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Journalism is not about freedom of expression – White

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Aidan White - Secretary General of the IFJ

The Secretary General of the International Federation of Journalists (IFJ), Aidan White, has stated that journalism is not about freedom of expression, but rather about constrained expression.

He said a good journalist must note that journalism is actually a distinct form of expression, reminding journalists that they are not in the business of freedom of expression.

“Journalism is not about freedom of expression; journalism is about restrained, constrained expression,” because journalists must tell the truth, be independent and make themselves accountable, Mr. White encapsulated.

He made the statements Saturday when he addressed the 15th Ghana Journalists Association (GJA) Awards and 61st anniversary in Accra, at which he was chairman.

The theme for the Awards ceremony which saw 31 journalists being awarded with 33 awards and five personalities receiving honorary awards, was “Unethical Journalism and Corruption in The Media: A Danger to Democracy.”

Stressing that it is important to honour good journalism, he explained that “freedom of expression is the capacity of anyone who owns a computer, who owns a telephone, who owns any form through which they can disseminate their opinion, what they want, when they want it and how they want it.”

Emphasising that journalism goes beyond that, Aidan White said that is what makes it different from bloggers and from others who are these days used as an excuse to attack the fabric of journalism.

To him, citizen journalism is a nice cliché but in the real world we need informed, professional committed people, professionally guided by standards and not merely one who has the capacity to impress oneself as a personality in the pursuit of selfishness and ego.

He added that it is thus important to create the condition – professional condition and yet social condition, to enhance good journalism.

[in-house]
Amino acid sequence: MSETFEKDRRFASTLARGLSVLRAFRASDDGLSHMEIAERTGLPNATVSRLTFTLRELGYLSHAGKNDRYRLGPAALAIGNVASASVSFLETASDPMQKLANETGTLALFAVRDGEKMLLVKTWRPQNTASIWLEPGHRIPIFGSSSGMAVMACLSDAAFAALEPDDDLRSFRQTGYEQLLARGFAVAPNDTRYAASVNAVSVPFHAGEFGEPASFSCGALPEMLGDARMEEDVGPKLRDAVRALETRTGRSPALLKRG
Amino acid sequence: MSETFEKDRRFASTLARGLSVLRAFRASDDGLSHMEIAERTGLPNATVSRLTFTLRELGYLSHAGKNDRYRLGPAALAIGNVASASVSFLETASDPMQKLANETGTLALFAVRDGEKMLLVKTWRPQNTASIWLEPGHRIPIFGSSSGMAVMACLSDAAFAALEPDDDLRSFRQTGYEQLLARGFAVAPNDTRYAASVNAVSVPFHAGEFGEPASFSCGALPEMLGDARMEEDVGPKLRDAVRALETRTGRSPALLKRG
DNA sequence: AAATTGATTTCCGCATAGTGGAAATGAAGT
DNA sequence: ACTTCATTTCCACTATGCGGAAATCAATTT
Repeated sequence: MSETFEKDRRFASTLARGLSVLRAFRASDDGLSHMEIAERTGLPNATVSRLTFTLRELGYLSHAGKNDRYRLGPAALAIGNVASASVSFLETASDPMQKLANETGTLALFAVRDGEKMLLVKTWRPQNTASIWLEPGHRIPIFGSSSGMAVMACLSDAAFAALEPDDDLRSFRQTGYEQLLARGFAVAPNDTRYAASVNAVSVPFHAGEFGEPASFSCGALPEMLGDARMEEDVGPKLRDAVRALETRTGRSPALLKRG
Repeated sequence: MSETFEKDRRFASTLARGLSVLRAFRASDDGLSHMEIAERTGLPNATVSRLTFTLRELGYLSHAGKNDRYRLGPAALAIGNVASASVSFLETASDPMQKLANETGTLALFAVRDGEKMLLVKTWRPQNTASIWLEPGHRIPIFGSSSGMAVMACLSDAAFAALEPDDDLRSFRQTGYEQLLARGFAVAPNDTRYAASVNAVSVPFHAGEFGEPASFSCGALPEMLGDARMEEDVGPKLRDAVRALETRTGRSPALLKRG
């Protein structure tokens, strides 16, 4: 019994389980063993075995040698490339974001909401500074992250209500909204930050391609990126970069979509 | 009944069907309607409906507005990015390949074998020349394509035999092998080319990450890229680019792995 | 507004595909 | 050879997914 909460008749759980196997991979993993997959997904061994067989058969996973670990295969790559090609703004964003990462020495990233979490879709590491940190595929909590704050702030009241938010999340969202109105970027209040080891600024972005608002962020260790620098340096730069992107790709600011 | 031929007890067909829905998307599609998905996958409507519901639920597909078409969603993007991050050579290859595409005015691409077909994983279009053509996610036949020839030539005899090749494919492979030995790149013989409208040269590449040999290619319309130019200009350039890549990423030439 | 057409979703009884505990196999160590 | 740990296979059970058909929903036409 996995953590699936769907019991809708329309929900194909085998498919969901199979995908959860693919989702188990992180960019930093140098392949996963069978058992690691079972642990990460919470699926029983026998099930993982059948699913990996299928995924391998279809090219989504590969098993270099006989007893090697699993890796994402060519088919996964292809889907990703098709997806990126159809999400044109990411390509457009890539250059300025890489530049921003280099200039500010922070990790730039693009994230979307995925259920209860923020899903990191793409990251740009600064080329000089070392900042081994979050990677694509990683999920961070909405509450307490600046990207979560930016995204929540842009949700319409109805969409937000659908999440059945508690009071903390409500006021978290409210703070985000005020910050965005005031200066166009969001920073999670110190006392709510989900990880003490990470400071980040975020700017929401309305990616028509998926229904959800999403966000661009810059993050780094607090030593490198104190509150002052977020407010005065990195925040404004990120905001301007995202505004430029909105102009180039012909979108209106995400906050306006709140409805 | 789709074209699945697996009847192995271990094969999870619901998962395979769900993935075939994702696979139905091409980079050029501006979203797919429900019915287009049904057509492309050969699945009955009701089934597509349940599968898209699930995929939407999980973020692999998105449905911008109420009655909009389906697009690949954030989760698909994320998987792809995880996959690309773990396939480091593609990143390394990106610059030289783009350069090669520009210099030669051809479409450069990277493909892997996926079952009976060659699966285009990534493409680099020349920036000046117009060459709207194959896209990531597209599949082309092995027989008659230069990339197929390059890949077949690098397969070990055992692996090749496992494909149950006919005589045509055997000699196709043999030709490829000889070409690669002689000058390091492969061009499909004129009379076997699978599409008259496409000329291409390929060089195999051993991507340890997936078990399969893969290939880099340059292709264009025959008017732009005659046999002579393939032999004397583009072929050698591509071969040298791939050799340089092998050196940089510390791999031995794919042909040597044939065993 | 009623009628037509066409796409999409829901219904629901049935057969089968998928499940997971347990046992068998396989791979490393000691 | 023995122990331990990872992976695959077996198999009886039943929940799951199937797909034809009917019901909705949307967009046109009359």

Mr. White however admitted that “There are ethical challenges facing us in the media and that ethical challenge is felt very strongly here in Africa.”

According to him, in Africa the three great challenges are the struggles for peace, democracy and development, saying that in these three areas, journalism and the independent media play a vital role.

“In the struggle for peace, we need tolerance, and media and journalism must lead the struggle  for tolerance,” he said, adding, “In the struggle for democracy, we need pluralism; journalism and media must ensure that all voices – majority and minority are heard, if democracy is to function.”

The IFJ boss continued that “In the struggle for development, media and journalism must scrutinise the exercise of power and expose corruption wherever it exists, because corruption is corrosive, not just to development, but to democracy itself.

He further urged the media to promote transparency by employing high ethical standards.

“For a good journalist, if your media are corrupt, your democracy is fatally flawed,” he said.

IFJ’s Secretary General, nevertheless, lamented that there is too much poverty in journalism, with too many journalists being exploited and badly paid. To address that he said it is absolutely vital that journalists are given decent pay, which statement drew applause across the State Banquet Hall where the Awards ceremony was held.

He warned that “If you do not have journalists who are respected for what they do, and who are rewarded for the good work that they do, then you will never have the democracy that you need to serve the democracy that you wish to keep.”

Aidan White said it was therefore important for all at the GJA, IFJ and African Federation of Journalists (AFJ) to launch a campaign on ethical journalism which was held in Accra, Monday.

He explained that the campaign is about building a new respect in society for good journalism; journalism as a public good. Part of the campaign, he said, is about building new partnerships with civil society, government and for all of those who are genuinely interested in creating societies that are free, confident and strong.

Paying glowing tribute to the 31 journalists who had been nominated for awards, he said the award ceremony was significant, not only for journalists in Ghana, but also for journalists in Africa, since it was celebrating the journalism that both Ghana and Africa needs.

The IFJ is the world body of organisations of journalists and is headquartered in Brussels.

All 31 award journalists received certificates, beautifully crafted plaques and a laptop computer for each category, while the honorary awardees received certificates.

The recipient of this year’s GJA/P.V. Ansah Journalist of the Year Award sponsored by Unilever, , Samuel Agyeman of Metro TV, was also given a professional enhancement package of GH¢ 42,000.00 and a study trip abroad.